Regarding the fabrication method, the heparin methacrylamide solution was prepared by dissolving heparin methacrylamide in PBS. Promptly after gelation, the solution was added in a drop-by-drop fashion to a solution of corn oil and polysorbate 20 where the latter is a surfactant. Homogenization was then carried out on ice and the homogenized solution was obtained using a homogenizer for 5 min. Excess oil was then removed via centrifugation after several washing steps with acetone rather than water [63]. Since the microgels were fabricated using the batch emulsion method, they consequently had low monodispersity and therefore resulted in variations of the BMP-2 release profile. Microgels with high monodispersity will undoubtedly result in a more uniform and predictable drug release profile.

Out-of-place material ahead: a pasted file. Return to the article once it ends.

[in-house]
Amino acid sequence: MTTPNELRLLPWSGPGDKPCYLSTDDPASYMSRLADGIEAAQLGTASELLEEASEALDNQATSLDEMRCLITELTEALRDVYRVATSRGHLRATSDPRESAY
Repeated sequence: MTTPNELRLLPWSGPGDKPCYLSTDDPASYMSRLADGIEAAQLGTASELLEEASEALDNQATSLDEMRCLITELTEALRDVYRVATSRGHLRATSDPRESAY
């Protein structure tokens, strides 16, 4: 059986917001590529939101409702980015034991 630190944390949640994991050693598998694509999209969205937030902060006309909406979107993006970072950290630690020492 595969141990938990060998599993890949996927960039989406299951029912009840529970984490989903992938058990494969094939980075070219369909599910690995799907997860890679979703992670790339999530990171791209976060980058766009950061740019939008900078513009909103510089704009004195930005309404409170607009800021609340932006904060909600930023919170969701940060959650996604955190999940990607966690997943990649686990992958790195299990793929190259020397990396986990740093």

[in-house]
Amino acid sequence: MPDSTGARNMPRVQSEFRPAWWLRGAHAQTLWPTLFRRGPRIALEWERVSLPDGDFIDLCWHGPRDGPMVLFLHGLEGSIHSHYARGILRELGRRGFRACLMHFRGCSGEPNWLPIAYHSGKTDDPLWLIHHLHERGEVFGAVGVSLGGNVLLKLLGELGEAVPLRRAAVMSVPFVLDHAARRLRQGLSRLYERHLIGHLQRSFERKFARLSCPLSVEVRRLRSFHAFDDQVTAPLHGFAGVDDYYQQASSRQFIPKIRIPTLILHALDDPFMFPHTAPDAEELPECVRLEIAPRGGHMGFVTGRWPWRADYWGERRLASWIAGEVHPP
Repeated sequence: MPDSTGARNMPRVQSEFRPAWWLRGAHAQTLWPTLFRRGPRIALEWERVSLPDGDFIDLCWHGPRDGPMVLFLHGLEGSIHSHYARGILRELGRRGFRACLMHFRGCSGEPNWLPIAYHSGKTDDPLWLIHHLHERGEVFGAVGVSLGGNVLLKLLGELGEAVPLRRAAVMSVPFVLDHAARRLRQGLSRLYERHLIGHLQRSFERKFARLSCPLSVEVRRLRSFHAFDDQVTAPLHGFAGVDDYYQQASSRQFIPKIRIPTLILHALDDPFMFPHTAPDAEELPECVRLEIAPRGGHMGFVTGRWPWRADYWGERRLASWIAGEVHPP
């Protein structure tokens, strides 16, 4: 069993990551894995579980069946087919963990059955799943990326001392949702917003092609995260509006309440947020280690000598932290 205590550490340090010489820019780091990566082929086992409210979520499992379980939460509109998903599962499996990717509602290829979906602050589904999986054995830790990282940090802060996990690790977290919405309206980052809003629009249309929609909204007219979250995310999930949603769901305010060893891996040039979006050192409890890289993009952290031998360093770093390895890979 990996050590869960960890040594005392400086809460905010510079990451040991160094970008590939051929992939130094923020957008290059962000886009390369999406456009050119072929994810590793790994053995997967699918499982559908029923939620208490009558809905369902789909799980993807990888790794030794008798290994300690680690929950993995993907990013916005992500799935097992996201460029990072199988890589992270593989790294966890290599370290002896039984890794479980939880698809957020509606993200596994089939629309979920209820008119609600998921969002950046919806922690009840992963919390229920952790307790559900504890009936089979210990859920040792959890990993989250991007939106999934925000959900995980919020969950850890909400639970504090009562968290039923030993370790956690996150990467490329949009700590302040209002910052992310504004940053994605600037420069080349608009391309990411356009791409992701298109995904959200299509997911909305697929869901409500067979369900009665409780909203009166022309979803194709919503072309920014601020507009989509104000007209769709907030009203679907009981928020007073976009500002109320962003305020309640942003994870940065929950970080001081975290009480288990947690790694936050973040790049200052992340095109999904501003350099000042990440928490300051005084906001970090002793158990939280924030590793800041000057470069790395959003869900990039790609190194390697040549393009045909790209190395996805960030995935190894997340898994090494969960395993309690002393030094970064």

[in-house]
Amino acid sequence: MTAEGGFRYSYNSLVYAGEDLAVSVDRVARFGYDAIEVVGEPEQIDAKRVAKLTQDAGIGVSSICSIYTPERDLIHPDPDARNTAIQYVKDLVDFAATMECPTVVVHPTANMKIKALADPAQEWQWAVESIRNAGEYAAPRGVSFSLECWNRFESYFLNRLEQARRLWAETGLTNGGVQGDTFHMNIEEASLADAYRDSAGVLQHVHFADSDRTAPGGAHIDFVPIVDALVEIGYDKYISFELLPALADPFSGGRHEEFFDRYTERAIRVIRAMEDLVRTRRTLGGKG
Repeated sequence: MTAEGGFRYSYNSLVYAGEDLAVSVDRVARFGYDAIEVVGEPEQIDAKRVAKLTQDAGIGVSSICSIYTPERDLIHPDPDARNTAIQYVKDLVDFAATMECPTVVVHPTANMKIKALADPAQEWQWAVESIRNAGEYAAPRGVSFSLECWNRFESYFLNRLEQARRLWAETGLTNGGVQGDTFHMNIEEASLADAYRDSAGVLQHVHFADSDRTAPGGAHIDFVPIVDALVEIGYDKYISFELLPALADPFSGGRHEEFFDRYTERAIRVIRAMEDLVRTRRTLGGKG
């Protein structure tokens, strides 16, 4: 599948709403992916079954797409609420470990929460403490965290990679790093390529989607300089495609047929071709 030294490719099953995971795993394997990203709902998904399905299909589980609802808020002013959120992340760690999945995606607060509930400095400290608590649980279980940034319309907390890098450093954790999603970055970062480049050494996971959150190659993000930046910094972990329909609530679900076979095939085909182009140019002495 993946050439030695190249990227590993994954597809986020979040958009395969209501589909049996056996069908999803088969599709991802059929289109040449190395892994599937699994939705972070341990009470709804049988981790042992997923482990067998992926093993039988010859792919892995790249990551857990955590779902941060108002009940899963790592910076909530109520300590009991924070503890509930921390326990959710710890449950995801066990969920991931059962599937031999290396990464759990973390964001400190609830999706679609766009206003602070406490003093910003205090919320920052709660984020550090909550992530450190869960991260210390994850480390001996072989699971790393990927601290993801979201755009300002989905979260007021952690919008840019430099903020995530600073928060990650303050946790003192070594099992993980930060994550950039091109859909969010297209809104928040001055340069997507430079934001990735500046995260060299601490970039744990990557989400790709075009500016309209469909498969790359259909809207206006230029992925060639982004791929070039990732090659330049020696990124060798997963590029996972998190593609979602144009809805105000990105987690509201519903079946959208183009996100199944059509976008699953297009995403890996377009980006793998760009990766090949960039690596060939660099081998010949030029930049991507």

BMP-2 was also combined with osteogenic bone marrow mesenchymal stem cells (hMSCs) and encapsulated in microgels made of polyvinyl alcohol (PVA) and fabricated using a chip-based microfluidic device [64]. The size of the fabricated microgels was controlled by adjusting the flowrates of the incoming solutions to obtain microgels of sizes between 100 µm and 200 µm. The encapsulated cells maintained their viability, while the BMP-2 improved the osteogenic differentiation of the encapsulated hMSCs.